The right fit, then, is one that is consistent with your core attributes, but also forces you to stretch a bit. For most people, heading off to freshman year in college creates a degree of destabilization. Students often discover in the first several weeks that what they thought were good study habits in high school, what they assumed were beliefs and values that most people held, and how they approached making friends, are perspectives not adhered to by everyone on their dorm floor.

Other major life events like marriage, death of a loved one, or the birth of children can force people to accommodate internally in order to take into account dramatically different circumstances. The similarity across these types of events is that our internal cognitive framework cannot incorporate the new circumstances, and we must restructure our beliefs and thinking to fit. Often, these types of situations can seem overwhelming at first, and the stress we feel can undermine our effectiveness.

The answer, however, is not to seek out situations where you never experience any level of stress or arousal. Situations where you are disinterested or detached might feel relaxing on some level for some length of time, but you usually cannot generate enough energy to be highly effective in what you are doing. The key, as in the story of the three bears and Goldilocks, is to have a level of emotional arousal that is “just right.”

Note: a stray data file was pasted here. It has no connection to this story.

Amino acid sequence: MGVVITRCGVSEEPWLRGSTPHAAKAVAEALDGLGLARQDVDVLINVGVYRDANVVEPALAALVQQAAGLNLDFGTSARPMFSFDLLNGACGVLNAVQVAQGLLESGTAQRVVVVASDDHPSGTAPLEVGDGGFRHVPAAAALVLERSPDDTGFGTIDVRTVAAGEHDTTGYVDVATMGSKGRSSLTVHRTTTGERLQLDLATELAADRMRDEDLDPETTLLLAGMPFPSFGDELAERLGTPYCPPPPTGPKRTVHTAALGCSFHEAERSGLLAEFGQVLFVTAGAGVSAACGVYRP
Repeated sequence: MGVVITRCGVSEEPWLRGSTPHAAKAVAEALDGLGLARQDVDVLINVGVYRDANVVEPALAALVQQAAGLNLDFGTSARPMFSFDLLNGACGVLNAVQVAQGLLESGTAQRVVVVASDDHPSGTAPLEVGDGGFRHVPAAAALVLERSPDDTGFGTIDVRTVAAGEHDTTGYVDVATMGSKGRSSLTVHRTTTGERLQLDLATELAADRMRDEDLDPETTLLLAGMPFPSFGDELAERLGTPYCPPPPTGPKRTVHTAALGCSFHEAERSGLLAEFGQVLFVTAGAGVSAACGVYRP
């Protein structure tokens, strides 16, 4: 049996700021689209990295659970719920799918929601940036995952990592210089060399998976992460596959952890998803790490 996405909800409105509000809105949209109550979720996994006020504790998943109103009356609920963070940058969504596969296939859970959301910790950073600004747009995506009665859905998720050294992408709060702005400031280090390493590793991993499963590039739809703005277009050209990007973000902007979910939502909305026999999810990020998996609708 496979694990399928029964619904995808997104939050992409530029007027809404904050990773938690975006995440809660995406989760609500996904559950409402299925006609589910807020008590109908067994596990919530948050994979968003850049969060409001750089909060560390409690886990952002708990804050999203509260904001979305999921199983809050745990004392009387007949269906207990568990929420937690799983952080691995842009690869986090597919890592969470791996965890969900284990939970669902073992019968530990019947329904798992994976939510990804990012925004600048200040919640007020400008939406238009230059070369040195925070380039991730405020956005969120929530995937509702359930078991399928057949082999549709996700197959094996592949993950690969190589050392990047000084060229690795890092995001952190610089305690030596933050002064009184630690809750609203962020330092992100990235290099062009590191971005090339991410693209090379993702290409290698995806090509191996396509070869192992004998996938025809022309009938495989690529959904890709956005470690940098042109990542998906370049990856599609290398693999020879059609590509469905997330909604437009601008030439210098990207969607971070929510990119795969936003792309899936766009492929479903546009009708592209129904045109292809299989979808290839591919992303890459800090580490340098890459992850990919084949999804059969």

The sweet spot. Most people would agree that there is a level of alertness that leads to their best performance, whether in sports, artistic endeavors, public speaking, or facilitating a team discussion. If you experience a low level of attentiveness or preparedness, you might come across as rather flat in your energy level. On the other hand, if you experience an enormous level of vigilance and tension before a particular situation, your performance will suffer. Somewhere in between is your “sweet spot”.

Psychologists would call this sweet spot the optimal level of arousal. This is your apex of alertness, the place where you function with the utmost confidence and competence. Here, you are the most motivated and alert, and the fraud factor has very little effect on your successful achievement of desired outcomes. Because you function most effectively and comfortably in this sweet spot, you have a tendency to want to remain there and tap its full potential. Usually, that is a good thing and it feels like the right fit.

However, the right fit can evolve into the wrong fit over time. Sometimes you hunker down too long in this sweet spot of confidence and competence. You become complacent and stop stretching and growing. Because you experience your greatest feelings of success in your sweet spot, you tend to want to stay within these comfortable walls.

Please weigh in on our blog with your experiences with this phenomenon of feeling like a fraud: